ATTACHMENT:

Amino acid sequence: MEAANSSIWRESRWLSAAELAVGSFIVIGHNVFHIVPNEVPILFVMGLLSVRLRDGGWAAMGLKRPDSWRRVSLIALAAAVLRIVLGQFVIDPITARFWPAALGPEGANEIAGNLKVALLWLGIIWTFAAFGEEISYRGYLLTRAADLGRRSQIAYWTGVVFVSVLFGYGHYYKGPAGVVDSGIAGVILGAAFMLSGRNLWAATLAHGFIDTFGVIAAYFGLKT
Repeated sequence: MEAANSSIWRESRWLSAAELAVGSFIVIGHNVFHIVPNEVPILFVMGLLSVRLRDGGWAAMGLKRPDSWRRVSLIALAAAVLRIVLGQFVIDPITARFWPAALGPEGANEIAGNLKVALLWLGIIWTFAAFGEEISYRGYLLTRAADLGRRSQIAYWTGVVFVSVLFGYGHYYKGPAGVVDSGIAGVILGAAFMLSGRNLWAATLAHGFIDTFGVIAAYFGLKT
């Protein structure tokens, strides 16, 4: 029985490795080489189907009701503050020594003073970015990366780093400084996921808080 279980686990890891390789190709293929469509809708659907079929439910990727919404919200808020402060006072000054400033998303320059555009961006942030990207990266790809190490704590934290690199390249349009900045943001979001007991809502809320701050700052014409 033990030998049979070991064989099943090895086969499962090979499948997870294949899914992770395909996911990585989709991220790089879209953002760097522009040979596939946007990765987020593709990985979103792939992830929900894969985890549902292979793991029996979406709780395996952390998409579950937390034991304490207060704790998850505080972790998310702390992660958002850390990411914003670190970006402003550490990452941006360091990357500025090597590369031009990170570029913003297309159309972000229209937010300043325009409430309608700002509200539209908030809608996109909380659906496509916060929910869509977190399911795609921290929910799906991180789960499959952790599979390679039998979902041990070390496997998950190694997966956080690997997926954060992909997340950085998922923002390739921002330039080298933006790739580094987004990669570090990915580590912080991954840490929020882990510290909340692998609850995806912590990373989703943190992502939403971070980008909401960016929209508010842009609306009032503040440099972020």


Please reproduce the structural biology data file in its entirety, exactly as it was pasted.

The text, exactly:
Amino acid sequence: MEAANSSIWRESRWLSAAELAVGSFIVIGHNVFHIVPNEVPILFVMGLLSVRLRDGGWAAMGLKRPDSWRRVSLIALAAAVLRIVLGQFVIDPITARFWPAALGPEGANEIAGNLKVALLWLGIIWTFAAFGEEISYRGYLLTRAADLGRRSQIAYWTGVVFVSVLFGYGHYYKGPAGVVDSGIAGVILGAAFMLSGRNLWAATLAHGFIDTFGVIAAYFGLKT
Repeated sequence: MEAANSSIWRESRWLSAAELAVGSFIVIGHNVFHIVPNEVPILFVMGLLSVRLRDGGWAAMGLKRPDSWRRVSLIALAAAVLRIVLGQFVIDPITARFWPAALGPEGANEIAGNLKVALLWLGIIWTFAAFGEEISYRGYLLTRAADLGRRSQIAYWTGVVFVSVLFGYGHYYKGPAGVVDSGIAGVILGAAFMLSGRNLWAATLAHGFIDTFGVIAAYFGLKT
């Protein structure tokens, strides 16, 4: 029985490795080489189907009701503050020594003073970015990366780093400084996921808080 279980686990890891390789190709293929469509809708659907079929439910990727919404919200808020402060006072000054400033998303320059555009961006942030990207990266790809190490704590934290690199390249349009900045943001979001007991809502809320701050700052014409 033990030998049979070991064989099943090895086969499962090979499948997870294949899914992770395909996911990585989709991220790089879209953002760097522009040979596939946007990765987020593709990985979103792939992830929900894969985890549902292979793991029996979406709780395996952390998409579950937390034991304490207060704790998850505080972790998310702390992660958002850390990411914003670190970006402003550490990452941006360091990357500025090597590369031009990170570029913003297309159309972000229209937010300043325009409430309608700002509200539209908030809608996109909380659906496509916060929910869509977190399911795609921290929910799906991180789960499959952790599979390679039998979902041990070390496997998950190694997966956080690997997926954060992909997340950085998922923002390739921002330039080298933006790739580094987004990669570090990915580590912080991954840490929020882990510290909340692998609850995806912590990373989703943190992502939403971070980008909401960016929209508010842009609306009032503040440099972020």